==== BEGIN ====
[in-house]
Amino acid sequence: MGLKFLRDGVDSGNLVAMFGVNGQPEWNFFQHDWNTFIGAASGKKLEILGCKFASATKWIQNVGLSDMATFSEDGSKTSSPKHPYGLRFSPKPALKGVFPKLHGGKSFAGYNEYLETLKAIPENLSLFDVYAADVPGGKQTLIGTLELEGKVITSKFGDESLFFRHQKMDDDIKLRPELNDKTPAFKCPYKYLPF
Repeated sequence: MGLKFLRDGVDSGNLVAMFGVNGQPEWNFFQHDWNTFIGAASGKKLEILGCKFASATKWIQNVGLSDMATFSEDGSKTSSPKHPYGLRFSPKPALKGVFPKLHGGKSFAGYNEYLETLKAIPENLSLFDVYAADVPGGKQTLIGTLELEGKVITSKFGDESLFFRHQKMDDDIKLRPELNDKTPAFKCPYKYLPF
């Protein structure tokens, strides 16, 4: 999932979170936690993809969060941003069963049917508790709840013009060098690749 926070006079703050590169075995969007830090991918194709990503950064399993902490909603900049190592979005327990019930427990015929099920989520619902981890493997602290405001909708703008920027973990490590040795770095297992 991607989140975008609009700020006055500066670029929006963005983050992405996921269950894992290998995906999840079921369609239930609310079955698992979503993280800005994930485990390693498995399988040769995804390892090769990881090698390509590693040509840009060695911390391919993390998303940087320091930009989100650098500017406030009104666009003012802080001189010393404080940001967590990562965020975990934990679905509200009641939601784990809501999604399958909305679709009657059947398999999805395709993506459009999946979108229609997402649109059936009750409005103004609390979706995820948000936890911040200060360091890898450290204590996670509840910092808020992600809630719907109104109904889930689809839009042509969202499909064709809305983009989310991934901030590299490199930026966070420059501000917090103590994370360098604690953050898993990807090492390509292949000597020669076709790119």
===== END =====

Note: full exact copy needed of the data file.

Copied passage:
[in-house]
Amino acid sequence: MGLKFLRDGVDSGNLVAMFGVNGQPEWNFFQHDWNTFIGAASGKKLEILGCKFASATKWIQNVGLSDMATFSEDGSKTSSPKHPYGLRFSPKPALKGVFPKLHGGKSFAGYNEYLETLKAIPENLSLFDVYAADVPGGKQTLIGTLELEGKVITSKFGDESLFFRHQKMDDDIKLRPELNDKTPAFKCPYKYLPF
Repeated sequence: MGLKFLRDGVDSGNLVAMFGVNGQPEWNFFQHDWNTFIGAASGKKLEILGCKFASATKWIQNVGLSDMATFSEDGSKTSSPKHPYGLRFSPKPALKGVFPKLHGGKSFAGYNEYLETLKAIPENLSLFDVYAADVPGGKQTLIGTLELEGKVITSKFGDESLFFRHQKMDDDIKLRPELNDKTPAFKCPYKYLPF
């Protein structure tokens, strides 16, 4: 999932979170936690993809969060941003069963049917508790709840013009060098690749 926070006079703050590169075995969007830090991918194709990503950064399993902490909603900049190592979005327990019930427990015929099920989520619902981890493997602290405001909708703008920027973990490590040795770095297992 991607989140975008609009700020006055500066670029929006963005983050992405996921269950894992290998995906999840079921369609239930609310079955698992979503993280800005994930485990390693498995399988040769995804390892090769990881090698390509590693040509840009060695911390391919993390998303940087320091930009989100650098500017406030009104666009003012802080001189010393404080940001967590990562965020975990934990679905509200009641939601784990809501999604399958909305679709009657059947398999999805395709993506459009999946979108229609997402649109059936009750409005103004609390979706995820948000936890911040200060360091890898450290204590996670509840910092808020992600809630719907109104109904889930689809839009042509969202499909064709809305983009989310991934901030590299490199930026966070420059501000917090103590994370360098604690953050898993990807090492390509292949000597020669076709790119």